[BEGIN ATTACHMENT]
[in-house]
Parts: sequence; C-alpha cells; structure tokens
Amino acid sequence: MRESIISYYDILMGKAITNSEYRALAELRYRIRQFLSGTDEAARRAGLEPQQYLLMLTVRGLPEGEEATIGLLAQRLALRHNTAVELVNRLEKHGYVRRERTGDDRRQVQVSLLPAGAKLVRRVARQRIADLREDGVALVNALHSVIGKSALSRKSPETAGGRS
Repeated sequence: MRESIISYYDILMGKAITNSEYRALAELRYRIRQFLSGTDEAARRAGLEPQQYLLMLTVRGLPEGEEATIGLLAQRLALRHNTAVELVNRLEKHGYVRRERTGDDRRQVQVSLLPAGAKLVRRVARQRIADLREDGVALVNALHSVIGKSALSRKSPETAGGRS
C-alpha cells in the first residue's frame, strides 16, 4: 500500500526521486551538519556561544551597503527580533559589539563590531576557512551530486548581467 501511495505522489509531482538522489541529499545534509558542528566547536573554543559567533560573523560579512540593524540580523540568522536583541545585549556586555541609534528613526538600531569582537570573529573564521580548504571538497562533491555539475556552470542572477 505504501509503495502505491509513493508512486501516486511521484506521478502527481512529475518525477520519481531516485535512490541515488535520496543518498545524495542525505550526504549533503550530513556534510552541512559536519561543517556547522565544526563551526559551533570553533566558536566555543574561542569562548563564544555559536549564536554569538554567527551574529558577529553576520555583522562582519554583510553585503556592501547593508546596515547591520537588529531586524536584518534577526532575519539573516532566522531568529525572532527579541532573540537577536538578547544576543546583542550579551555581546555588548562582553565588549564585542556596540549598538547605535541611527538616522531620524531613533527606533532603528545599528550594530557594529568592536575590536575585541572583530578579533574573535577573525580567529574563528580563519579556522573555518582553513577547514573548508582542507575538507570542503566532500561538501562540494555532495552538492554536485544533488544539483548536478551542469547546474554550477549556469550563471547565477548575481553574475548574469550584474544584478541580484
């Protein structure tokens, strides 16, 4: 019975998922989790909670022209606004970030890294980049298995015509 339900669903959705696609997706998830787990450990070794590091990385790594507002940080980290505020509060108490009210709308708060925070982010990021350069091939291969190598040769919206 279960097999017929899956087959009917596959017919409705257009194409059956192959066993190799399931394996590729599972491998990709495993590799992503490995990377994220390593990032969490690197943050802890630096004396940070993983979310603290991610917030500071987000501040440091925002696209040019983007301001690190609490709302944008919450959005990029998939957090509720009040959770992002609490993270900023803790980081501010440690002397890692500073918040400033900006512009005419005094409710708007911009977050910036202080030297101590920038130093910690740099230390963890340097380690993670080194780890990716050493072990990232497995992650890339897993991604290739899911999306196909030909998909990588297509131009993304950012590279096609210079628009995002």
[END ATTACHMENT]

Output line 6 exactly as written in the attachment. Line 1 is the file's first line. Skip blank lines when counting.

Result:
């Protein structure tokens, strides 16, 4: 019975998922989790909670022209606004970030890294980049298995015509 339900669903959705696609997706998830787990450990070794590091990385790594507002940080980290505020509060108490009210709308708060925070982010990021350069091939291969190598040769919206 279960097999017929899956087959009917596959017919409705257009194409059956192959066993190799399931394996590729599972491998990709495993590799992503490995990377994220390593990032969490690197943050802890630096004396940070993983979310603290991610917030500071987000501040440091925002696209040019983007301001690190609490709302944008919450959005990029998939957090509720009040959770992002609490993270900023803790980081501010440690002397890692500073918040400033900006512009005419005094409710708007911009977050910036202080030297101590920038130093910690740099230390963890340097380690993670080194780890990716050493072990990232497995992650890339897993991604290739899911999306196909030909998909990588297509131009993304950012590279096609210079628009995002």